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Intermittent/Reduced FMLA Calculations for Dummies

Alexis, Of Counsel at the Kinaga Law Firm in Los Angeles, offered his FMLA tips at BLR’s Advanced Employment Issues Symposium held recently in Las Vegas.

Two Keys to Leave Calculations

Alexis says that there are just two questions to answer in order to calculate intermittent or reduced-schedule FMLA leave.

  • What is the employee’s regular workweek schedule?
  • What percent of the regular workweek constitutes leave?

Examples—Regular Full-Time

Employee A

  • Works 5 days, 40 hours a week.
  • Takes Fridays off as intermittent leave for 3 weeks.
  • Each week, the employee has used one-fifth of a week of FMLA leave.

Employee B

  • Works 5 days, 40 hours a week.
  • Takes 4 hours off each day for 2 weeks.
  • The employee has used half a week of leave each week, or 1 week of leave in total.

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Examples—Part-Time or Variable

Employee C:

  • Works 30 hours a week.
  • Takes 2 hours of leave each day for 3 weeks.
  • Each week, the employee has used one-third of a week of FMLA leave.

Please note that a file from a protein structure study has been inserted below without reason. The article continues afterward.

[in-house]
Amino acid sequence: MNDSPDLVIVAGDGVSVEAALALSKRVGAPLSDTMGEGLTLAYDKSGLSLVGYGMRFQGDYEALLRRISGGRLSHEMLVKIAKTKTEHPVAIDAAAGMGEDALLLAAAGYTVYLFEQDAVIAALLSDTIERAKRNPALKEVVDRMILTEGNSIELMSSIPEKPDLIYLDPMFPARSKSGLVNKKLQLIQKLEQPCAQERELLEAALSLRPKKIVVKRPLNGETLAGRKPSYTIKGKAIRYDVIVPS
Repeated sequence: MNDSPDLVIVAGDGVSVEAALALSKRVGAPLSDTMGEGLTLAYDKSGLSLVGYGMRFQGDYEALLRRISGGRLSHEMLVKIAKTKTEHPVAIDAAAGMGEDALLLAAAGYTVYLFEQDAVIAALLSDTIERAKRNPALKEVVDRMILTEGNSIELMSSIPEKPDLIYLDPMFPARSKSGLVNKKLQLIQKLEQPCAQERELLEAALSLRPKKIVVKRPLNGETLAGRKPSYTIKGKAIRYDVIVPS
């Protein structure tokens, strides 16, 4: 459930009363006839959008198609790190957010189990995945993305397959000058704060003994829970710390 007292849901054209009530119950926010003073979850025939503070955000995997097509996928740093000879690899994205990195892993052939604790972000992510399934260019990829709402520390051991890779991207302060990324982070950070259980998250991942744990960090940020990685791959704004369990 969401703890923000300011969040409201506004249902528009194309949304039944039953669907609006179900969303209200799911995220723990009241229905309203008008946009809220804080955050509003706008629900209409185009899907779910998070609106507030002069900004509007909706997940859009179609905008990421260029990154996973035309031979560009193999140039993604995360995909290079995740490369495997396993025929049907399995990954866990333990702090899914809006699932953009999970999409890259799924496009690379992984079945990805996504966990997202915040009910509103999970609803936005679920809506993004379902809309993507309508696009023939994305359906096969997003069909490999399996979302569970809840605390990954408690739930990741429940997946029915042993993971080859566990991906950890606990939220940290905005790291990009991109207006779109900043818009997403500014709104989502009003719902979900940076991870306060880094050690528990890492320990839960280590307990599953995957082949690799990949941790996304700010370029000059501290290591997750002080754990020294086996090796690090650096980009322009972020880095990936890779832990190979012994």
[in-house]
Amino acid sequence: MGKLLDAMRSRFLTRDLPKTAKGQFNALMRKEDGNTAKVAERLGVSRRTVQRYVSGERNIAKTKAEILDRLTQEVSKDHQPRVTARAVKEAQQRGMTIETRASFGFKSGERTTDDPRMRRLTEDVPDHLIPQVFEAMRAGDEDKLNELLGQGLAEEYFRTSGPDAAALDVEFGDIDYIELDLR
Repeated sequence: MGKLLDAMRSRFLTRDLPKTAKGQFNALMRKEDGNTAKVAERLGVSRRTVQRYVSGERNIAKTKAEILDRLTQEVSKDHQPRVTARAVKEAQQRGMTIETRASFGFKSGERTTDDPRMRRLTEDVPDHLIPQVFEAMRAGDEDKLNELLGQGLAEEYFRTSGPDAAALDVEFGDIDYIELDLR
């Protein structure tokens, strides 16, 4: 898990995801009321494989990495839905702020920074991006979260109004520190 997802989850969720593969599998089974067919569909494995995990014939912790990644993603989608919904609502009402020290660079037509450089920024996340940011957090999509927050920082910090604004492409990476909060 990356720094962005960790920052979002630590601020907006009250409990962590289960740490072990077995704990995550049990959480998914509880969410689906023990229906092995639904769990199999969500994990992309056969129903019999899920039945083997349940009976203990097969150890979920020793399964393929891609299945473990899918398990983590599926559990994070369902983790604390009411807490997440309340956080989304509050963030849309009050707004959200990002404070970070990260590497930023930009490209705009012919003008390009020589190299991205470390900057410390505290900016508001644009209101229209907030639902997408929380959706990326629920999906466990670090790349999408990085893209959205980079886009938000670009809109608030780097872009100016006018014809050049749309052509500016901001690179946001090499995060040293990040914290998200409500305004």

Employee D:

  • Week One: five 8-hour days; Week Two: four 10-hour days (Monday–Thursday).
  • Takes Monday off both weeks.
  • Employee has used one-fifth of a week of FMLA leave in Week One.
  • Employee has used one-fourth of a week of FMLA leave in Week Two.

What About an Unpredictable Schedule?

If the employee’s schedule fluctuates from week to week and the employer cannot determine with certainty how many hours the employee would work in the week the employee is taking leave, the employer must use a weekly average.

The average is based on weeks in the 12-month period measured from the date of commencement of the leave. The weekly work hours include all hours the employee took any leave. You don’t reduce the time by holidays or other leave time, Alexis says.

What About Overtime?

Alexia offers the following overtime scenario:

  • Employee is scheduled to work 8 hours of overtime (OT) for 2 weeks.
  • Employee is scheduled to work 48 hours each week.
  • Employee has severe depression and anxiety.
  • Employee’s doctor says employee cannot work the extra OT hours for the 2 weeks.
  • Employee works 40 hours each week.

Has the employee used any FMLA time?

Yes, in this case, says Alexis. But overtime is tricky. If the OT hours are required by the employer of that employee, OT hours not worked count as FMLA leave. However, if the employee had previously voluntarily requested OT hours for those 2 weeks, OT hours not worked do NOT count.

All you need to avoid exempt/nonexempt classification and overtime errors, now in BLR’s award-winning FLSA Wage & Hour Self-Audit Guide. Find out more.  

Do You Have to Use Fractions?

No, says Alexis, employers do not have to use fractions. As a matter of fact, most employers track in actual hours, not fractions.

What About Compensating Exempt Employees?

Compensating exempt employees on intermittent or reduced-schedule FMLA leave is a different story.